Housing finance was the most heavily involved element. I initially wanted to participate in the Neighborhood Assistance Corporation of America (NACA) home purchase program, which I would still recommend despite my negative experience. It promises to pay closing costs, down payment costs, and other fees for buyers who, in turn, go through the subscription process in advance and are bound by other budget constraints. I was excited to be part of the program, but after about six months of my trip, my NACA advisor informed me that I had been marked as an investor and expelled from the program. You directed me to the Chief Executive Officer when I had any questions, many of which I had, but he never answered my emails or phone calls. I was devastated. I felt like I was in this bizarre trap where I thought I needed financial assistance to get a home but was just overqualified enough not to be eligible. However, I didn't take much time to pout.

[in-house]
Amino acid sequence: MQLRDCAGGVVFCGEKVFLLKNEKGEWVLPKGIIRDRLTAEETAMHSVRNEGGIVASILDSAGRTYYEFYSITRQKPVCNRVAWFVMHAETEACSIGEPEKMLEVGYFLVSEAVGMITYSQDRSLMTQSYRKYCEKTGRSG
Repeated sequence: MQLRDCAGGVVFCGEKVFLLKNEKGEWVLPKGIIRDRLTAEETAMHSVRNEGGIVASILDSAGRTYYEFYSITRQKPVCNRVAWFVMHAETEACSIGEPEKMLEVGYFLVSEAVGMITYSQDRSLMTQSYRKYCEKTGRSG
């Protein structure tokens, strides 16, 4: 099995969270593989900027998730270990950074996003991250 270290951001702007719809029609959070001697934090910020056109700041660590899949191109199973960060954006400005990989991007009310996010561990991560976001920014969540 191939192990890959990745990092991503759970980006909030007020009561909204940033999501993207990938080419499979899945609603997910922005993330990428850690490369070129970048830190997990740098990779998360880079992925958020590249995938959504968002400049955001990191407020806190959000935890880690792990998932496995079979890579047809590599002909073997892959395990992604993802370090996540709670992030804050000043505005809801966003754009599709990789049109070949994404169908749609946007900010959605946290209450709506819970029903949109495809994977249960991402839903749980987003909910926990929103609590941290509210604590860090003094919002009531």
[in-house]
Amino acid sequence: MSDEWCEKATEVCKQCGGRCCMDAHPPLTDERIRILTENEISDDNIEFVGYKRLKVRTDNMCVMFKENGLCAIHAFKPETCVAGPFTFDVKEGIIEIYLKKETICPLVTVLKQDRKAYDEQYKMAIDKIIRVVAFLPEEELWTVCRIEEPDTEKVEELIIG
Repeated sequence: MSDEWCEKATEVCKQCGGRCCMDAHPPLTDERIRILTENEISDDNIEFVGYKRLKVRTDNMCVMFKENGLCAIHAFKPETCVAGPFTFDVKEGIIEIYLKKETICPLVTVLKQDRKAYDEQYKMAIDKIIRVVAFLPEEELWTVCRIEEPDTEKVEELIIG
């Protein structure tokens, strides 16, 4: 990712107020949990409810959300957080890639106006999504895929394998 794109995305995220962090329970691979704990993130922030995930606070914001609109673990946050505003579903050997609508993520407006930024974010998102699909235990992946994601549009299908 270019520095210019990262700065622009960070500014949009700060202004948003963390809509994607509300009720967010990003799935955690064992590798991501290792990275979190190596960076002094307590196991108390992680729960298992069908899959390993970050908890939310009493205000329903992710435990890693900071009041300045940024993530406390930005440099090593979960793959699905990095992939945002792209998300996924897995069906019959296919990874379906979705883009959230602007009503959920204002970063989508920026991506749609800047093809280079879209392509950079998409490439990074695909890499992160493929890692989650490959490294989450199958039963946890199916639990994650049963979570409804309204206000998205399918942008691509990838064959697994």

To be honest, I ran out of time. My husband and I heard from the owner of the town house we rented that they were thinking of selling the house. Knowing the competitive rental landscape, I knew my family didn't have to search the city for another rental property. So I crouched down for three days and contacted several lenders looking for a conventional low-down payment loan that would also finance the renovation costs. A conventional loan was important to me because TFederal Housing Administration funding, or FHA loans for short (which would otherwise be perfect for a buyer like me), just wasn't attractive to sellers who preferred cash-only and conventional deals. When I found a lender who matched my needs, I was pre-approved within a day.